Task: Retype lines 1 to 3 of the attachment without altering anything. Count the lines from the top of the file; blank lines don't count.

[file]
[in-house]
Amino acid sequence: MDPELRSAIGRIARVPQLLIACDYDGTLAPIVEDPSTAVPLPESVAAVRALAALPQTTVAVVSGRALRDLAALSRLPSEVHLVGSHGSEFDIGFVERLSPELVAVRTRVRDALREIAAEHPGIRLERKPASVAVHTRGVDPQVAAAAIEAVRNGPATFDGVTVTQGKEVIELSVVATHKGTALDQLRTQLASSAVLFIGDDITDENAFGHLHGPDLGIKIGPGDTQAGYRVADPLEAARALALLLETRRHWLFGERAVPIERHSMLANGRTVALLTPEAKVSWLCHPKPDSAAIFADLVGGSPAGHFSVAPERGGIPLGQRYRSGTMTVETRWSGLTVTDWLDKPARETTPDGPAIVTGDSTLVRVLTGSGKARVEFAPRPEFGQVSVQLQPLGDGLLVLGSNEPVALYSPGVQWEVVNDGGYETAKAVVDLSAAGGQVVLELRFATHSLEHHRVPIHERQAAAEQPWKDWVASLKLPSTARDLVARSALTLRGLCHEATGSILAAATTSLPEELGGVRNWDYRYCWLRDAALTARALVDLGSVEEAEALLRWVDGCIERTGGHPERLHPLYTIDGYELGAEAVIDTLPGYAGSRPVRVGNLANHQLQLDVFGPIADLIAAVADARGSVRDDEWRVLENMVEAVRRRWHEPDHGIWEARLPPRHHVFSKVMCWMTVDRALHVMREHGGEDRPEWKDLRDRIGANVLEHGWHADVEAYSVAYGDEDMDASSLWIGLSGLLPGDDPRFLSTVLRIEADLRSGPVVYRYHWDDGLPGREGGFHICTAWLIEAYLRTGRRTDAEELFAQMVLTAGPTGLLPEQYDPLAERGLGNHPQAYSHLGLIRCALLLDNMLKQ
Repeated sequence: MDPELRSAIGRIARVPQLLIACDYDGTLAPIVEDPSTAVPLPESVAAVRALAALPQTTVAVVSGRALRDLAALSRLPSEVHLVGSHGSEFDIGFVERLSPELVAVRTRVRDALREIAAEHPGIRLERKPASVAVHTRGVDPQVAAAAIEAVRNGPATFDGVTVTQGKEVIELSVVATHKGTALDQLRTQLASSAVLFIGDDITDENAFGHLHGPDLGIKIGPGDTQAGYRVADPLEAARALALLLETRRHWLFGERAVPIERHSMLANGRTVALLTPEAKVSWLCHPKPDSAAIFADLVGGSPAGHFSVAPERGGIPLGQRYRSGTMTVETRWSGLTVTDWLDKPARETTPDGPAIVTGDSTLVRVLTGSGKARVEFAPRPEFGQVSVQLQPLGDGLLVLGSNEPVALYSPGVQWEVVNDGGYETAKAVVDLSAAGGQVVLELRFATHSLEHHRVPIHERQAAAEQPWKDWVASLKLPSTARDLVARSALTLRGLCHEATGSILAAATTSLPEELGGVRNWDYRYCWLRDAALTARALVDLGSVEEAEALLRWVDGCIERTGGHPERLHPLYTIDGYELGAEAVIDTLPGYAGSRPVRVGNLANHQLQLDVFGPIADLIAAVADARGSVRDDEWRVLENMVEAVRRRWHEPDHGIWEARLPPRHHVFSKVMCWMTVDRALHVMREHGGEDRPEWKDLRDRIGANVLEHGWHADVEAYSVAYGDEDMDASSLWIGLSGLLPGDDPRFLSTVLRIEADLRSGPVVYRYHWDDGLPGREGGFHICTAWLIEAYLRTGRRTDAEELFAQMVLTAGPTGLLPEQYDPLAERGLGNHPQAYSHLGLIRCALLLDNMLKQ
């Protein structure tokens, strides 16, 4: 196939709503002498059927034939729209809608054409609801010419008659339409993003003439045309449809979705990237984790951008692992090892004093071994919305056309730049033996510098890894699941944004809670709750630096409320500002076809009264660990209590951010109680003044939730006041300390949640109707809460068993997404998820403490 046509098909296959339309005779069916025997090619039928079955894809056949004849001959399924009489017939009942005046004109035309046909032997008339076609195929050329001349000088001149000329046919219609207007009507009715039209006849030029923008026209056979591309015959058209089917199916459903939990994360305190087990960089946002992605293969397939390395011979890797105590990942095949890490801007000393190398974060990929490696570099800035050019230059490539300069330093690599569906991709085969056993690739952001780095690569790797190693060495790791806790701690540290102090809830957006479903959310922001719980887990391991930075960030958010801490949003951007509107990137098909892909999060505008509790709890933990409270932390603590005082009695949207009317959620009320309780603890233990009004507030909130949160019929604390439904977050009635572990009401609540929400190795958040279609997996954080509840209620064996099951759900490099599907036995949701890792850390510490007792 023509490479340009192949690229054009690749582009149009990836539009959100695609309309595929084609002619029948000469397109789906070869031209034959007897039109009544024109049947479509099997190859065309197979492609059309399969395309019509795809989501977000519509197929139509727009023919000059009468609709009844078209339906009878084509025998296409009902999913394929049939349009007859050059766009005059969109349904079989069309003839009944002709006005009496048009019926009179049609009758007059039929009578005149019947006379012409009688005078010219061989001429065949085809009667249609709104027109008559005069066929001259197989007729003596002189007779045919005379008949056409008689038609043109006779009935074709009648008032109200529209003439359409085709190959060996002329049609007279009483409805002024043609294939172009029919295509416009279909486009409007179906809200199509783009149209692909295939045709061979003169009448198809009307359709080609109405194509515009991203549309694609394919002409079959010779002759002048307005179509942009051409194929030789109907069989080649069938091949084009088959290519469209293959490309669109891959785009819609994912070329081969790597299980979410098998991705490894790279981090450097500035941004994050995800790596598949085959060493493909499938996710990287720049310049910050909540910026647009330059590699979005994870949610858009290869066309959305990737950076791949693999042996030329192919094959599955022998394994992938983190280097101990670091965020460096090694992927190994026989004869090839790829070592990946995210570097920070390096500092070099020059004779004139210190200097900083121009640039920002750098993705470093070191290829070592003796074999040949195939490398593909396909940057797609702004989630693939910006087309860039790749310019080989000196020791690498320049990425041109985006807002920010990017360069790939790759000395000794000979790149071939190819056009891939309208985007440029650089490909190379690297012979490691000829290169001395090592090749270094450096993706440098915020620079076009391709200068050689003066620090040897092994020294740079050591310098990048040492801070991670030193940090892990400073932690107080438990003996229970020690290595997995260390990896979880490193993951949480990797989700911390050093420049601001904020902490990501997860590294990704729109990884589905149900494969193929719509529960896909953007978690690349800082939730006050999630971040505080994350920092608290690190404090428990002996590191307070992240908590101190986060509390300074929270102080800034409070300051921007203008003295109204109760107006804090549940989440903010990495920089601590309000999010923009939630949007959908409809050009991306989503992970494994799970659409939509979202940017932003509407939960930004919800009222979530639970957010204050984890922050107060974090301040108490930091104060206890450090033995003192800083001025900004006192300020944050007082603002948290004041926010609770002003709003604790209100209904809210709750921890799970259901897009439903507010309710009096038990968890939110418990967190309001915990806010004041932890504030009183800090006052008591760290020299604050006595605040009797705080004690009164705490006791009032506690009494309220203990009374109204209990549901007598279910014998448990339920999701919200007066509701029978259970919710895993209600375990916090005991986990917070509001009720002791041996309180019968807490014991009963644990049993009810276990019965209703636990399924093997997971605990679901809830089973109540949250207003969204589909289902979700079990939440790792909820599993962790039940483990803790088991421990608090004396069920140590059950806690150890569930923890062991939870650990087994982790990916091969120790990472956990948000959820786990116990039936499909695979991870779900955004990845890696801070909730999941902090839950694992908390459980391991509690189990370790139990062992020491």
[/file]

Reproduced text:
[in-house]
Amino acid sequence: MDPELRSAIGRIARVPQLLIACDYDGTLAPIVEDPSTAVPLPESVAAVRALAALPQTTVAVVSGRALRDLAALSRLPSEVHLVGSHGSEFDIGFVERLSPELVAVRTRVRDALREIAAEHPGIRLERKPASVAVHTRGVDPQVAAAAIEAVRNGPATFDGVTVTQGKEVIELSVVATHKGTALDQLRTQLASSAVLFIGDDITDENAFGHLHGPDLGIKIGPGDTQAGYRVADPLEAARALALLLETRRHWLFGERAVPIERHSMLANGRTVALLTPEAKVSWLCHPKPDSAAIFADLVGGSPAGHFSVAPERGGIPLGQRYRSGTMTVETRWSGLTVTDWLDKPARETTPDGPAIVTGDSTLVRVLTGSGKARVEFAPRPEFGQVSVQLQPLGDGLLVLGSNEPVALYSPGVQWEVVNDGGYETAKAVVDLSAAGGQVVLELRFATHSLEHHRVPIHERQAAAEQPWKDWVASLKLPSTARDLVARSALTLRGLCHEATGSILAAATTSLPEELGGVRNWDYRYCWLRDAALTARALVDLGSVEEAEALLRWVDGCIERTGGHPERLHPLYTIDGYELGAEAVIDTLPGYAGSRPVRVGNLANHQLQLDVFGPIADLIAAVADARGSVRDDEWRVLENMVEAVRRRWHEPDHGIWEARLPPRHHVFSKVMCWMTVDRALHVMREHGGEDRPEWKDLRDRIGANVLEHGWHADVEAYSVAYGDEDMDASSLWIGLSGLLPGDDPRFLSTVLRIEADLRSGPVVYRYHWDDGLPGREGGFHICTAWLIEAYLRTGRRTDAEELFAQMVLTAGPTGLLPEQYDPLAERGLGNHPQAYSHLGLIRCALLLDNMLKQ
Repeated sequence: MDPELRSAIGRIARVPQLLIACDYDGTLAPIVEDPSTAVPLPESVAAVRALAALPQTTVAVVSGRALRDLAALSRLPSEVHLVGSHGSEFDIGFVERLSPELVAVRTRVRDALREIAAEHPGIRLERKPASVAVHTRGVDPQVAAAAIEAVRNGPATFDGVTVTQGKEVIELSVVATHKGTALDQLRTQLASSAVLFIGDDITDENAFGHLHGPDLGIKIGPGDTQAGYRVADPLEAARALALLLETRRHWLFGERAVPIERHSMLANGRTVALLTPEAKVSWLCHPKPDSAAIFADLVGGSPAGHFSVAPERGGIPLGQRYRSGTMTVETRWSGLTVTDWLDKPARETTPDGPAIVTGDSTLVRVLTGSGKARVEFAPRPEFGQVSVQLQPLGDGLLVLGSNEPVALYSPGVQWEVVNDGGYETAKAVVDLSAAGGQVVLELRFATHSLEHHRVPIHERQAAAEQPWKDWVASLKLPSTARDLVARSALTLRGLCHEATGSILAAATTSLPEELGGVRNWDYRYCWLRDAALTARALVDLGSVEEAEALLRWVDGCIERTGGHPERLHPLYTIDGYELGAEAVIDTLPGYAGSRPVRVGNLANHQLQLDVFGPIADLIAAVADARGSVRDDEWRVLENMVEAVRRRWHEPDHGIWEARLPPRHHVFSKVMCWMTVDRALHVMREHGGEDRPEWKDLRDRIGANVLEHGWHADVEAYSVAYGDEDMDASSLWIGLSGLLPGDDPRFLSTVLRIEADLRSGPVVYRYHWDDGLPGREGGFHICTAWLIEAYLRTGRRTDAEELFAQMVLTAGPTGLLPEQYDPLAERGLGNHPQAYSHLGLIRCALLLDNMLKQ